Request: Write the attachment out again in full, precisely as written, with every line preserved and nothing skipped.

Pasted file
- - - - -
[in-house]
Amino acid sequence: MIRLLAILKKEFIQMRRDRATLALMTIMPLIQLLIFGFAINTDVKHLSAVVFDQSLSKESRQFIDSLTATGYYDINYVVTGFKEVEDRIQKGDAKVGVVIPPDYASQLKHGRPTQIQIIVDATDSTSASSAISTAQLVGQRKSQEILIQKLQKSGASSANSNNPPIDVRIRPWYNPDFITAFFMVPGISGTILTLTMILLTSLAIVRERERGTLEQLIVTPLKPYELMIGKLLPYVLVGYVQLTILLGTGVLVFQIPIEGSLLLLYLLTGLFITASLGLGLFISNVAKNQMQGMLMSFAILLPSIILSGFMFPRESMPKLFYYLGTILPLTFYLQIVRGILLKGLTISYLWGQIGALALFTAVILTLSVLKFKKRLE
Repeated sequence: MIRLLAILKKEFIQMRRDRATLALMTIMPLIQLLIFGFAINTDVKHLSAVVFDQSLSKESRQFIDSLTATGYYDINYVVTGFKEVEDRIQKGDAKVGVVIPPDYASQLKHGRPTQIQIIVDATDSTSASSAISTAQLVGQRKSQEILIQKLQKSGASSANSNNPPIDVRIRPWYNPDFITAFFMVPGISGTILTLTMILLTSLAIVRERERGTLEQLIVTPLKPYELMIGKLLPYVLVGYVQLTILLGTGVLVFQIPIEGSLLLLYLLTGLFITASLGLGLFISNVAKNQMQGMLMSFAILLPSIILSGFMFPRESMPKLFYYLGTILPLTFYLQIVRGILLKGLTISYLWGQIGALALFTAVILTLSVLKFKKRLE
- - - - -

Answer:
[in-house]
Amino acid sequence: MIRLLAILKKEFIQMRRDRATLALMTIMPLIQLLIFGFAINTDVKHLSAVVFDQSLSKESRQFIDSLTATGYYDINYVVTGFKEVEDRIQKGDAKVGVVIPPDYASQLKHGRPTQIQIIVDATDSTSASSAISTAQLVGQRKSQEILIQKLQKSGASSANSNNPPIDVRIRPWYNPDFITAFFMVPGISGTILTLTMILLTSLAIVRERERGTLEQLIVTPLKPYELMIGKLLPYVLVGYVQLTILLGTGVLVFQIPIEGSLLLLYLLTGLFITASLGLGLFISNVAKNQMQGMLMSFAILLPSIILSGFMFPRESMPKLFYYLGTILPLTFYLQIVRGILLKGLTISYLWGQIGALALFTAVILTLSVLKFKKRLE
Repeated sequence: MIRLLAILKKEFIQMRRDRATLALMTIMPLIQLLIFGFAINTDVKHLSAVVFDQSLSKESRQFIDSLTATGYYDINYVVTGFKEVEDRIQKGDAKVGVVIPPDYASQLKHGRPTQIQIIVDATDSTSASSAISTAQLVGQRKSQEILIQKLQKSGASSANSNNPPIDVRIRPWYNPDFITAFFMVPGISGTILTLTMILLTSLAIVRERERGTLEQLIVTPLKPYELMIGKLLPYVLVGYVQLTILLGTGVLVFQIPIEGSLLLLYLLTGLFITASLGLGLFISNVAKNQMQGMLMSFAILLPSIILSGFMFPRESMPKLFYYLGTILPLTFYLQIVRGILLKGLTISYLWGQIGALALFTAVILTLSVLKFKKRLE